Overview of a Louisiana Succession


Estate planning does more than establish financial security and ensure that you have a legacy to pass down to your loved ones, it allows you to have control over your assets and property when the inevitable happens. As a resident of Louisiana who has worked hard to build an estate, you may want to know that unless you establish a will, the state will control how your assets are divided. During an age when second marriages and blended families are more common than ever before, you probably have definite opinions on how you want your assets and property distributed, especially if you have complicated or strained family relationships.

In Louisiana, the process of settling a deceased person's estate is called succession, but it is called probate in other states. Louisiana has very strict laws that govern the distribution of assets when someone dies without a will, and if the deceased person was married, their spouse can find themselves quite unpleasantly surprised with the outcome; therefore, at Hebert Holmes & Fontenot, we recommend that all of our clients include a will in their estate planning documents.

Regardless if the decedent left a will or not, the succession will need to be opened in the state district court in the parish where the deceased lived at the time of his or her death. If the deceased did not live in Louisiana at the time of death, then a succession can be opened in the parish where the deceased owned property.

There are two types of successions in Louisiana: intestate and testate successions. Intestate successions are those that occur without a will and testate successions are those where a person died with a will. If there was a will, then a succession representative would have been designated by the deceased to settle the estate upon his or her death. In an intestate succession, a succession representative will be appointed by the court. The duties of the succession representative include but are not limited to:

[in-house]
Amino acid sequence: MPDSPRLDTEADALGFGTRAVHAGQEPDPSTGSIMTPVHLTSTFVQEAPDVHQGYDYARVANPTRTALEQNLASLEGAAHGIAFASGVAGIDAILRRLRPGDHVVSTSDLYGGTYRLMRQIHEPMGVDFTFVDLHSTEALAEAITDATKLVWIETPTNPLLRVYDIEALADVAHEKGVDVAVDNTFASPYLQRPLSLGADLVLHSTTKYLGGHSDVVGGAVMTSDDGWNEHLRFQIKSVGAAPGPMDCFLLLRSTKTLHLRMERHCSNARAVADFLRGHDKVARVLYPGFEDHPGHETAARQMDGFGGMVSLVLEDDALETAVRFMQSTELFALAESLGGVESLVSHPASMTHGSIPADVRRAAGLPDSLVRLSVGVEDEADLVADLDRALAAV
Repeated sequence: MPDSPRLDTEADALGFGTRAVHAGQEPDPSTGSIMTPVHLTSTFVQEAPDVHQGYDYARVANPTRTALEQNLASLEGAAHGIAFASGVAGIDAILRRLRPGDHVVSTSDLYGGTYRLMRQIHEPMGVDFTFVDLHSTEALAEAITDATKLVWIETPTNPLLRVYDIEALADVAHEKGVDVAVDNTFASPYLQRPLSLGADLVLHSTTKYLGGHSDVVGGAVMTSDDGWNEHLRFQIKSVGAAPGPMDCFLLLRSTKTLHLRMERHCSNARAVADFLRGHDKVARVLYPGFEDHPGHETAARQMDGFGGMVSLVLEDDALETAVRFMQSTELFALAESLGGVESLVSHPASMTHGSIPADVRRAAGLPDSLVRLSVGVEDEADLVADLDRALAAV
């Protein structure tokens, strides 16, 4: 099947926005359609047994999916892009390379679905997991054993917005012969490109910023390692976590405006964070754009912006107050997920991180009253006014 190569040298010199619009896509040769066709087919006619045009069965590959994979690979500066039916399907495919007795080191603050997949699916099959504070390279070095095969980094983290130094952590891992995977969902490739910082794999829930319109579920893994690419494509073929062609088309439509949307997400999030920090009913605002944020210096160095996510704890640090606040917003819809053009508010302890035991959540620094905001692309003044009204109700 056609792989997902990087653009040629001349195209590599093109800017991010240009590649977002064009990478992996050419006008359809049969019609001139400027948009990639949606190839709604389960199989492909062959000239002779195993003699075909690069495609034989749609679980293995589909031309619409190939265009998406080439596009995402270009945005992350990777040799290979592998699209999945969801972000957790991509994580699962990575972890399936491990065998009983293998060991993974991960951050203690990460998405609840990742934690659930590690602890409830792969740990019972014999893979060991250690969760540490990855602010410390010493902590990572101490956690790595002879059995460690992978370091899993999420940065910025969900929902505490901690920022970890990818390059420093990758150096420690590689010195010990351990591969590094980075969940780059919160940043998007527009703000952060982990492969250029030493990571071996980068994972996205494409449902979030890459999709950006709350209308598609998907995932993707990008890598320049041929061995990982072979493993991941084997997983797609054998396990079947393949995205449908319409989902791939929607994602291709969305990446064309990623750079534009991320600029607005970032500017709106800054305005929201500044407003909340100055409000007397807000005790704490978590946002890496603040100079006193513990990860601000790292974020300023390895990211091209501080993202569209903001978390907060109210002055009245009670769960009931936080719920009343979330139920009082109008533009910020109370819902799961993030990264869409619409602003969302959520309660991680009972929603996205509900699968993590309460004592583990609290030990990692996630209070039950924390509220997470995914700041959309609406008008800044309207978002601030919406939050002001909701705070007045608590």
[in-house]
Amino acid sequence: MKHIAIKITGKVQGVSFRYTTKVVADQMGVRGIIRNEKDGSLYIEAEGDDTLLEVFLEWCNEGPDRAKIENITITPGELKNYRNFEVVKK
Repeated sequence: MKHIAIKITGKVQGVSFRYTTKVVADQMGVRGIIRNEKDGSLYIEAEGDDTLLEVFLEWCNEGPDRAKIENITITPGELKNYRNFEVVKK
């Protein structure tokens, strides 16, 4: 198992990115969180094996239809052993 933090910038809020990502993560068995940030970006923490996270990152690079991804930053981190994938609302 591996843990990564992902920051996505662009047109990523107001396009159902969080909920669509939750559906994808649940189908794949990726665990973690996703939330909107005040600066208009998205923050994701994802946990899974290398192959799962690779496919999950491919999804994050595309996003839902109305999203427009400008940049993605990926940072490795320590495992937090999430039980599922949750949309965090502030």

• Deposit estate funds without delay in a proper bank account
  • Make investments (with approval from the court)
  • Continue business operations (subject to court approval)
  • Pay debts against the estate
  • Defend lawsuits against the estate
  • File final tax returns for deceased
  • Provide annual accountings to the court
  • After debts are paid, distribute assets to beneficiaries according to the will

How property is distributed will depend on the existence of a valid will. If there was a valid will, then the property will be distributed however the decedent wanted with the exception of forced heirs, which are children under 24 years of age or a permanently disabled child. Although a forced heir is required to receive a certain portion of the estate, a will can at the very least give a surviving spouse usufruct over the forced portion, which allows the spouse to enjoy the property without owning it.

Without a valid will, the property will be distributed according to Louisiana's intestate succession laws, which typically benefit children, surviving spouses, siblings, nieces and nephews, and parents.

To learn more about a Louisiana succession, contact an Allen Parish wills & successions lawyer from Hebert Holmes & Fontenot at (337) 446-2440.